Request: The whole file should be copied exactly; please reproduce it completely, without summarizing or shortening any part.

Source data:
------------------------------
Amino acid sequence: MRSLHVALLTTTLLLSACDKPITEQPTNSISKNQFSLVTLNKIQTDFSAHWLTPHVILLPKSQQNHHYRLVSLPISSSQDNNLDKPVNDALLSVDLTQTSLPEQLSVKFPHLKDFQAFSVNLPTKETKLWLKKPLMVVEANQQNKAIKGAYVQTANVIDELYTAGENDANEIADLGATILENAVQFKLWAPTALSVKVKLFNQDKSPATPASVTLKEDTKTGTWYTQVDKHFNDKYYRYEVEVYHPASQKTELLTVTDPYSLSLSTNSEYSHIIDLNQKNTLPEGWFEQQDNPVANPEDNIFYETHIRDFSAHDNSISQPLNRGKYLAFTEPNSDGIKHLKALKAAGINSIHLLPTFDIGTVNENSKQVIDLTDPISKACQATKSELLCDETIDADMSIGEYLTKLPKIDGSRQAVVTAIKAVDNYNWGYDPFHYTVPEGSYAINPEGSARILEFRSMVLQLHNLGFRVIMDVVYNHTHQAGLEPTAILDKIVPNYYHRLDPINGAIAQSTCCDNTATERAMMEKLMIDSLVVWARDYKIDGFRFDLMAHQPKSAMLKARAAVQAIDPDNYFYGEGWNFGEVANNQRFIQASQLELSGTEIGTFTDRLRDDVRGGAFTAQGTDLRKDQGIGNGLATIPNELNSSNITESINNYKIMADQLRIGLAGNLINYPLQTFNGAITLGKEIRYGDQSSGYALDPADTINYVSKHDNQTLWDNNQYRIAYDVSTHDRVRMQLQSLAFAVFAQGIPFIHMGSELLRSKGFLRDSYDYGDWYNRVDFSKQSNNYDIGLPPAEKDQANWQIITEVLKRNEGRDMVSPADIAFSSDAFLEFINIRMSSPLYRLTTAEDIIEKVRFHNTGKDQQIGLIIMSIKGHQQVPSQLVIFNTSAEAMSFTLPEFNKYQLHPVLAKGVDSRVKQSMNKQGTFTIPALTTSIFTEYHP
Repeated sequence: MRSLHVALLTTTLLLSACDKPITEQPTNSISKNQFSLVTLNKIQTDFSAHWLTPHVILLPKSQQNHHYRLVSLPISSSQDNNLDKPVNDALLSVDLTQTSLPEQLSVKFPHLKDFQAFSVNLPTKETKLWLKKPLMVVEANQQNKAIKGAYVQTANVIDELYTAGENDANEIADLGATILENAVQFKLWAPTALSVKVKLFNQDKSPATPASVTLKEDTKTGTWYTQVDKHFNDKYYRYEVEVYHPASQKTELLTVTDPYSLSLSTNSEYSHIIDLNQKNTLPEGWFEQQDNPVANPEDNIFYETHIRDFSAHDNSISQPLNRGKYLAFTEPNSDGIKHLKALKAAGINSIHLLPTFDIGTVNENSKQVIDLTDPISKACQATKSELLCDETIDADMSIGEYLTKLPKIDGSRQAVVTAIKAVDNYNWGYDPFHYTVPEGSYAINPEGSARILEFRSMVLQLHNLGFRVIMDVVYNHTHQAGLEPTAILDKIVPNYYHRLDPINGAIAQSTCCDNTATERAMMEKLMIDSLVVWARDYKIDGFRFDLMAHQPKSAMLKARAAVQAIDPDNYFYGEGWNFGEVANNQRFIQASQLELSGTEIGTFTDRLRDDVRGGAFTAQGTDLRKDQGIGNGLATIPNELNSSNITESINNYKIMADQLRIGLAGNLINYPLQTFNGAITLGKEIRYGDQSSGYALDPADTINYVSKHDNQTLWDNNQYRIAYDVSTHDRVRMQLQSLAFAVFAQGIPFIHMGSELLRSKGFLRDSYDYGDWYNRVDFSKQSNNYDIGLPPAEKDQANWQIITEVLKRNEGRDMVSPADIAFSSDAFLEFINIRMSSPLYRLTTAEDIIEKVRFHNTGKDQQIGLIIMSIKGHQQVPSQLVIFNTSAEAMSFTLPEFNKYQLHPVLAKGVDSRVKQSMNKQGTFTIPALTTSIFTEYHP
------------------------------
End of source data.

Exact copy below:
Amino acid sequence: MRSLHVALLTTTLLLSACDKPITEQPTNSISKNQFSLVTLNKIQTDFSAHWLTPHVILLPKSQQNHHYRLVSLPISSSQDNNLDKPVNDALLSVDLTQTSLPEQLSVKFPHLKDFQAFSVNLPTKETKLWLKKPLMVVEANQQNKAIKGAYVQTANVIDELYTAGENDANEIADLGATILENAVQFKLWAPTALSVKVKLFNQDKSPATPASVTLKEDTKTGTWYTQVDKHFNDKYYRYEVEVYHPASQKTELLTVTDPYSLSLSTNSEYSHIIDLNQKNTLPEGWFEQQDNPVANPEDNIFYETHIRDFSAHDNSISQPLNRGKYLAFTEPNSDGIKHLKALKAAGINSIHLLPTFDIGTVNENSKQVIDLTDPISKACQATKSELLCDETIDADMSIGEYLTKLPKIDGSRQAVVTAIKAVDNYNWGYDPFHYTVPEGSYAINPEGSARILEFRSMVLQLHNLGFRVIMDVVYNHTHQAGLEPTAILDKIVPNYYHRLDPINGAIAQSTCCDNTATERAMMEKLMIDSLVVWARDYKIDGFRFDLMAHQPKSAMLKARAAVQAIDPDNYFYGEGWNFGEVANNQRFIQASQLELSGTEIGTFTDRLRDDVRGGAFTAQGTDLRKDQGIGNGLATIPNELNSSNITESINNYKIMADQLRIGLAGNLINYPLQTFNGAITLGKEIRYGDQSSGYALDPADTINYVSKHDNQTLWDNNQYRIAYDVSTHDRVRMQLQSLAFAVFAQGIPFIHMGSELLRSKGFLRDSYDYGDWYNRVDFSKQSNNYDIGLPPAEKDQANWQIITEVLKRNEGRDMVSPADIAFSSDAFLEFINIRMSSPLYRLTTAEDIIEKVRFHNTGKDQQIGLIIMSIKGHQQVPSQLVIFNTSAEAMSFTLPEFNKYQLHPVLAKGVDSRVKQSMNKQGTFTIPALTTSIFTEYHP
Repeated sequence: MRSLHVALLTTTLLLSACDKPITEQPTNSISKNQFSLVTLNKIQTDFSAHWLTPHVILLPKSQQNHHYRLVSLPISSSQDNNLDKPVNDALLSVDLTQTSLPEQLSVKFPHLKDFQAFSVNLPTKETKLWLKKPLMVVEANQQNKAIKGAYVQTANVIDELYTAGENDANEIADLGATILENAVQFKLWAPTALSVKVKLFNQDKSPATPASVTLKEDTKTGTWYTQVDKHFNDKYYRYEVEVYHPASQKTELLTVTDPYSLSLSTNSEYSHIIDLNQKNTLPEGWFEQQDNPVANPEDNIFYETHIRDFSAHDNSISQPLNRGKYLAFTEPNSDGIKHLKALKAAGINSIHLLPTFDIGTVNENSKQVIDLTDPISKACQATKSELLCDETIDADMSIGEYLTKLPKIDGSRQAVVTAIKAVDNYNWGYDPFHYTVPEGSYAINPEGSARILEFRSMVLQLHNLGFRVIMDVVYNHTHQAGLEPTAILDKIVPNYYHRLDPINGAIAQSTCCDNTATERAMMEKLMIDSLVVWARDYKIDGFRFDLMAHQPKSAMLKARAAVQAIDPDNYFYGEGWNFGEVANNQRFIQASQLELSGTEIGTFTDRLRDDVRGGAFTAQGTDLRKDQGIGNGLATIPNELNSSNITESINNYKIMADQLRIGLAGNLINYPLQTFNGAITLGKEIRYGDQSSGYALDPADTINYVSKHDNQTLWDNNQYRIAYDVSTHDRVRMQLQSLAFAVFAQGIPFIHMGSELLRSKGFLRDSYDYGDWYNRVDFSKQSNNYDIGLPPAEKDQANWQIITEVLKRNEGRDMVSPADIAFSSDAFLEFINIRMSSPLYRLTTAEDIIEKVRFHNTGKDQQIGLIIMSIKGHQQVPSQLVIFNTSAEAMSFTLPEFNKYQLHPVLAKGVDSRVKQSMNKQGTFTIPALTTSIFTEYHP